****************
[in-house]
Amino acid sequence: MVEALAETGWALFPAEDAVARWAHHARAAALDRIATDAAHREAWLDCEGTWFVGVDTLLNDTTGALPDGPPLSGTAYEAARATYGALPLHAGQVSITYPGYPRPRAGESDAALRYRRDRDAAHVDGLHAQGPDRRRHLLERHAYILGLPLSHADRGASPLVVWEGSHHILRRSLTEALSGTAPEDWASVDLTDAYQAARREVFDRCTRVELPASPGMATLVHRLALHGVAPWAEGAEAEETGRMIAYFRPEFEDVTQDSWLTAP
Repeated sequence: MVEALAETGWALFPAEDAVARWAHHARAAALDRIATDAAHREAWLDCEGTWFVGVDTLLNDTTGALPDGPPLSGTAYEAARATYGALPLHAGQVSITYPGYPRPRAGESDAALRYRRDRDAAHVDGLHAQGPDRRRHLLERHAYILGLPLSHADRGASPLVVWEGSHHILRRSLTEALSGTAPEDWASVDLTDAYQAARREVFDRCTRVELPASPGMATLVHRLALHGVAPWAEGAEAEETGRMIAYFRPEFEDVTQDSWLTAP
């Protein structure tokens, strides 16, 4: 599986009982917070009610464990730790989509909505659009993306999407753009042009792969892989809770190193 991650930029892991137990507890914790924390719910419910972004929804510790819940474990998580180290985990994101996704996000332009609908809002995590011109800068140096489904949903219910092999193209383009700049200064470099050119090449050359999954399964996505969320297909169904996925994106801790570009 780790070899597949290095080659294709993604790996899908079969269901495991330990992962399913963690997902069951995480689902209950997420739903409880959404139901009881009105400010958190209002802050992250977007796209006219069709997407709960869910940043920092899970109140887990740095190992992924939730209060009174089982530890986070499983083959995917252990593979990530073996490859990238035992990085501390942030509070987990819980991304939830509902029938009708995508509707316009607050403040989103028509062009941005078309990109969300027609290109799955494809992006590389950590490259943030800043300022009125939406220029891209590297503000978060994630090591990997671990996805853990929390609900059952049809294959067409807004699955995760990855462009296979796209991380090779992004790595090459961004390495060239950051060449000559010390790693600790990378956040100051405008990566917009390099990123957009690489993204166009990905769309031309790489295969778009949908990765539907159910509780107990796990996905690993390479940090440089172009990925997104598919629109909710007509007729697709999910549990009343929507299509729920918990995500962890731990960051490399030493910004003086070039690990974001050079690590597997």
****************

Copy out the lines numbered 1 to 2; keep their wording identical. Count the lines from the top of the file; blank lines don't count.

[in-house]
Amino acid sequence: MVEALAETGWALFPAEDAVARWAHHARAAALDRIATDAAHREAWLDCEGTWFVGVDTLLNDTTGALPDGPPLSGTAYEAARATYGALPLHAGQVSITYPGYPRPRAGESDAALRYRRDRDAAHVDGLHAQGPDRRRHLLERHAYILGLPLSHADRGASPLVVWEGSHHILRRSLTEALSGTAPEDWASVDLTDAYQAARREVFDRCTRVELPASPGMATLVHRLALHGVAPWAEGAEAEETGRMIAYFRPEFEDVTQDSWLTAP